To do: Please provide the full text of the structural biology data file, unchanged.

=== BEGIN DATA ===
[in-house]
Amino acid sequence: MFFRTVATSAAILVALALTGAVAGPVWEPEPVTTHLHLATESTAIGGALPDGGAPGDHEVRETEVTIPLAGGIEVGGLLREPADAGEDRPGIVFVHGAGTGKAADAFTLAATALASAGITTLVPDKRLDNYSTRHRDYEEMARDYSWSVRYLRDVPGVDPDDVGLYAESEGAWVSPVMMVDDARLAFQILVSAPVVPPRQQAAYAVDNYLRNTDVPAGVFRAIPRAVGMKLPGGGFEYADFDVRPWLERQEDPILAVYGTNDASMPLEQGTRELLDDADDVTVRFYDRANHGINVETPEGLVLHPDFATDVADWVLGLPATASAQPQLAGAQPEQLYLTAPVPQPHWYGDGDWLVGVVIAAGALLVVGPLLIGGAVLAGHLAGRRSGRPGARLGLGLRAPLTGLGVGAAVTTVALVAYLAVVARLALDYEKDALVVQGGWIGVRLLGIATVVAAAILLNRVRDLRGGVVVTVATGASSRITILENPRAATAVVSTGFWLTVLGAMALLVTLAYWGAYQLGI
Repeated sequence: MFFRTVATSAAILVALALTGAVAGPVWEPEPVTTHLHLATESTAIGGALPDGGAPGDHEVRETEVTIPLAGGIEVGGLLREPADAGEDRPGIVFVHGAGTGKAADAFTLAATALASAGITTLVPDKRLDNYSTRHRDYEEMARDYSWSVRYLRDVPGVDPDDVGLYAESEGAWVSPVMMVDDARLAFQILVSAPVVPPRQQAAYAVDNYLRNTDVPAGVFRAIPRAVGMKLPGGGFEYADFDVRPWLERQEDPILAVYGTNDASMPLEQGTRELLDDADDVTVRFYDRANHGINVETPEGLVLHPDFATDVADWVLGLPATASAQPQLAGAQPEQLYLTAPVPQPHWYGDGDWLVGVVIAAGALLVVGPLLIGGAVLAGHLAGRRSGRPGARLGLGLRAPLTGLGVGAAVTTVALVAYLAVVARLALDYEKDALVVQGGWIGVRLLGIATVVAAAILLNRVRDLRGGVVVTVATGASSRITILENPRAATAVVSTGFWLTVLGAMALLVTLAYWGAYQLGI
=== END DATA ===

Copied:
[in-house]
Amino acid sequence: MFFRTVATSAAILVALALTGAVAGPVWEPEPVTTHLHLATESTAIGGALPDGGAPGDHEVRETEVTIPLAGGIEVGGLLREPADAGEDRPGIVFVHGAGTGKAADAFTLAATALASAGITTLVPDKRLDNYSTRHRDYEEMARDYSWSVRYLRDVPGVDPDDVGLYAESEGAWVSPVMMVDDARLAFQILVSAPVVPPRQQAAYAVDNYLRNTDVPAGVFRAIPRAVGMKLPGGGFEYADFDVRPWLERQEDPILAVYGTNDASMPLEQGTRELLDDADDVTVRFYDRANHGINVETPEGLVLHPDFATDVADWVLGLPATASAQPQLAGAQPEQLYLTAPVPQPHWYGDGDWLVGVVIAAGALLVVGPLLIGGAVLAGHLAGRRSGRPGARLGLGLRAPLTGLGVGAAVTTVALVAYLAVVARLALDYEKDALVVQGGWIGVRLLGIATVVAAAILLNRVRDLRGGVVVTVATGASSRITILENPRAATAVVSTGFWLTVLGAMALLVTLAYWGAYQLGI
Repeated sequence: MFFRTVATSAAILVALALTGAVAGPVWEPEPVTTHLHLATESTAIGGALPDGGAPGDHEVRETEVTIPLAGGIEVGGLLREPADAGEDRPGIVFVHGAGTGKAADAFTLAATALASAGITTLVPDKRLDNYSTRHRDYEEMARDYSWSVRYLRDVPGVDPDDVGLYAESEGAWVSPVMMVDDARLAFQILVSAPVVPPRQQAAYAVDNYLRNTDVPAGVFRAIPRAVGMKLPGGGFEYADFDVRPWLERQEDPILAVYGTNDASMPLEQGTRELLDDADDVTVRFYDRANHGINVETPEGLVLHPDFATDVADWVLGLPATASAQPQLAGAQPEQLYLTAPVPQPHWYGDGDWLVGVVIAAGALLVVGPLLIGGAVLAGHLAGRRSGRPGARLGLGLRAPLTGLGVGAAVTTVALVAYLAVVARLALDYEKDALVVQGGWIGVRLLGIATVVAAAILLNRVRDLRGGVVVTVATGASSRITILENPRAATAVVSTGFWLTVLGAMALLVTLAYWGAYQLGI